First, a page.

About Town Branch Rye Whiskey
The origins of rye whiskey in the United States date back to colonial Pennsylvania, where early European settlers brought with them the tradition of distilling excess grains from their farms into whiskey. For over a century, the production of rye whiskey centered around Pennsylvania and Maryland, where large numbers of Scottish and Irish immigrants had settled. The popularity of rye whiskey grew steadily among the colonists, however, and when the British blockade of American ports during the American Revolutionary War prevented the importation of rum, rye whiskey became America's drink of choice.
Nearly 100 years after Prohibition, the preferred whiskey of the saloon era is experiencing a resurgence, even in Kentucky, where bourbon still reigns supreme. Made by Town Branch Distillery, the newest distillery on the Kentucky Bourbon Trail, Town Branch Rye Whiskey is made from 55% rye, 30% corn and 15% malted barley. Distilled through dual copper pot stills, the whiskey is then aged for approximately four years before being bottled at 100 proof.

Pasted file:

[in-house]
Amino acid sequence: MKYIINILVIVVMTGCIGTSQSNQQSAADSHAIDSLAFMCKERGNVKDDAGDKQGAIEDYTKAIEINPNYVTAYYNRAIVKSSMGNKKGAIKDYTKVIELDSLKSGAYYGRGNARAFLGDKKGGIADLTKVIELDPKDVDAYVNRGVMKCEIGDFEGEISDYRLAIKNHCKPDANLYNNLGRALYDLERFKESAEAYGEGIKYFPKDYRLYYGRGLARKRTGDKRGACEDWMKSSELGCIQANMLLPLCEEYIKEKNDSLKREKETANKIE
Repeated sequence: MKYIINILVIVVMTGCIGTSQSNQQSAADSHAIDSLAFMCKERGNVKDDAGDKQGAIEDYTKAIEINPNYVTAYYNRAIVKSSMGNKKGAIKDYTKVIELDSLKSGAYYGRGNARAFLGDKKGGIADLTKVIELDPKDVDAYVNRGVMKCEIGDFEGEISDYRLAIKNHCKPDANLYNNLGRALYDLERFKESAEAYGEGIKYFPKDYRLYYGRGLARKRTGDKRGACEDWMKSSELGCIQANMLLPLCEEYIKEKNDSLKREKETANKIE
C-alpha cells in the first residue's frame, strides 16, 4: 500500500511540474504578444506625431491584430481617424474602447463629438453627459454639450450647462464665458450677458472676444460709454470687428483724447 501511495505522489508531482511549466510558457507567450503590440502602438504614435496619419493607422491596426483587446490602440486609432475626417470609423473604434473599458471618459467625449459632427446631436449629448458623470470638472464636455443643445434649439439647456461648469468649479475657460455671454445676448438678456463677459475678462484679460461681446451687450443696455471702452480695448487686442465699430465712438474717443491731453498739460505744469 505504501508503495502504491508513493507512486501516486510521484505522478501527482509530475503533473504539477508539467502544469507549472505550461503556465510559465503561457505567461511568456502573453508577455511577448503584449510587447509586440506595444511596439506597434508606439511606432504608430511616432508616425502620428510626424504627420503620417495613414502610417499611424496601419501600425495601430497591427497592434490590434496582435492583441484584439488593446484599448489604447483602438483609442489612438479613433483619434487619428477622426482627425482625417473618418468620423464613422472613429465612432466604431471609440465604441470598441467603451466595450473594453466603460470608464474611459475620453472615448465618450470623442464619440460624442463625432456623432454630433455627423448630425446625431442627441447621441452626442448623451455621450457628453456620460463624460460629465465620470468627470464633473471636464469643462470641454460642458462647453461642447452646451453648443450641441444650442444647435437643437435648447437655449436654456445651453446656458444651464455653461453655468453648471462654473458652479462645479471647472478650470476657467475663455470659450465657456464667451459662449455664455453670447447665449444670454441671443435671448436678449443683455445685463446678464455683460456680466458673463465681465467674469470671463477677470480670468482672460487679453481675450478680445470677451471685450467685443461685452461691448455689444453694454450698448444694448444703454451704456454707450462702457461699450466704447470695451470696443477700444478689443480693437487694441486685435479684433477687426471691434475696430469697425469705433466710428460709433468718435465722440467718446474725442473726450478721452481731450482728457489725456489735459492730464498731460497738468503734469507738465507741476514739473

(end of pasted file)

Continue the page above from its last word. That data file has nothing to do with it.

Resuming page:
Town Branch Rye Whiskey has a spicy, floral aroma which leads to notes of pepper, oak and vanilla on the palate. The finish is long and complex, with an earthiness accented by notes of caramel and candy corn.
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As American as the bald eagle, rye whiskey was first brewed in the American Northeast in the 1600s. Even George Washington distilled it after leaving the Oval Office, so there’s no way of denying its origin.
It’s distinguished from bourbon for its original and unique spicy notes.
By law, rye whiskey must be made from at least 51% rye grain, aged in new and charred oak barrels for at least two years, and bottled at no more than 62,5% ABV.
Check out our impressive selection of rye whiskeys, find your new favorites in The best-reviewed rye whiskeys, and explore our treasury of Best rye bottles under $100.